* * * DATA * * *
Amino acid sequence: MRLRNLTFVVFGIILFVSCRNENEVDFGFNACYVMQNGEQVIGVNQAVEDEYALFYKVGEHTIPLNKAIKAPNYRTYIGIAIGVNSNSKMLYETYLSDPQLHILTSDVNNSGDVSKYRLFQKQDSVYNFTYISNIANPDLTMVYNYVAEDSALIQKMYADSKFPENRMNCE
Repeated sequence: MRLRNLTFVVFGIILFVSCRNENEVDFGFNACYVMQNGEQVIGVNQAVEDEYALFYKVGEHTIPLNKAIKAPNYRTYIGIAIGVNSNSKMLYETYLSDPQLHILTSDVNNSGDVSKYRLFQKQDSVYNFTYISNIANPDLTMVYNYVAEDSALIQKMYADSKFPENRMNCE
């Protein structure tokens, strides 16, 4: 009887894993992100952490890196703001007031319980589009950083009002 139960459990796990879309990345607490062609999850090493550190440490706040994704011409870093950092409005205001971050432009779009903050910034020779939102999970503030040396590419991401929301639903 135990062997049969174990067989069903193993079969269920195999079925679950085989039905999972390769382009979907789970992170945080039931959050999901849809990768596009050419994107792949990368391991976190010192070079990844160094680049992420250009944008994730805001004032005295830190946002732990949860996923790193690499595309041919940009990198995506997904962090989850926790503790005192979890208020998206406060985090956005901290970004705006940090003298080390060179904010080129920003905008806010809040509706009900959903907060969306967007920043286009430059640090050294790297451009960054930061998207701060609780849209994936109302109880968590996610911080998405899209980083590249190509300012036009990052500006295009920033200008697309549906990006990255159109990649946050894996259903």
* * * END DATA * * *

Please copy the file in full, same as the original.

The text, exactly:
Amino acid sequence: MRLRNLTFVVFGIILFVSCRNENEVDFGFNACYVMQNGEQVIGVNQAVEDEYALFYKVGEHTIPLNKAIKAPNYRTYIGIAIGVNSNSKMLYETYLSDPQLHILTSDVNNSGDVSKYRLFQKQDSVYNFTYISNIANPDLTMVYNYVAEDSALIQKMYADSKFPENRMNCE
Repeated sequence: MRLRNLTFVVFGIILFVSCRNENEVDFGFNACYVMQNGEQVIGVNQAVEDEYALFYKVGEHTIPLNKAIKAPNYRTYIGIAIGVNSNSKMLYETYLSDPQLHILTSDVNNSGDVSKYRLFQKQDSVYNFTYISNIANPDLTMVYNYVAEDSALIQKMYADSKFPENRMNCE
């Protein structure tokens, strides 16, 4: 009887894993992100952490890196703001007031319980589009950083009002 139960459990796990879309990345607490062609999850090493550190440490706040994704011409870093950092409005205001971050432009779009903050910034020779939102999970503030040396590419991401929301639903 135990062997049969174990067989069903193993079969269920195999079925679950085989039905999972390769382009979907789970992170945080039931959050999901849809990768596009050419994107792949990368391991976190010192070079990844160094680049992420250009944008994730805001004032005295830190946002732990949860996923790193690499595309041919940009990198995506997904962090989850926790503790005192979890208020998206406060985090956005901290970004705006940090003298080390060179904010080129920003905008806010809040509706009900959903907060969306967007920043286009430059640090050294790297451009960054930061998207701060609780849209994936109302109880968590996610911080998405899209980083590249190509300012036009990052500006295009920033200008697309549906990006990255159109990649946050894996259903």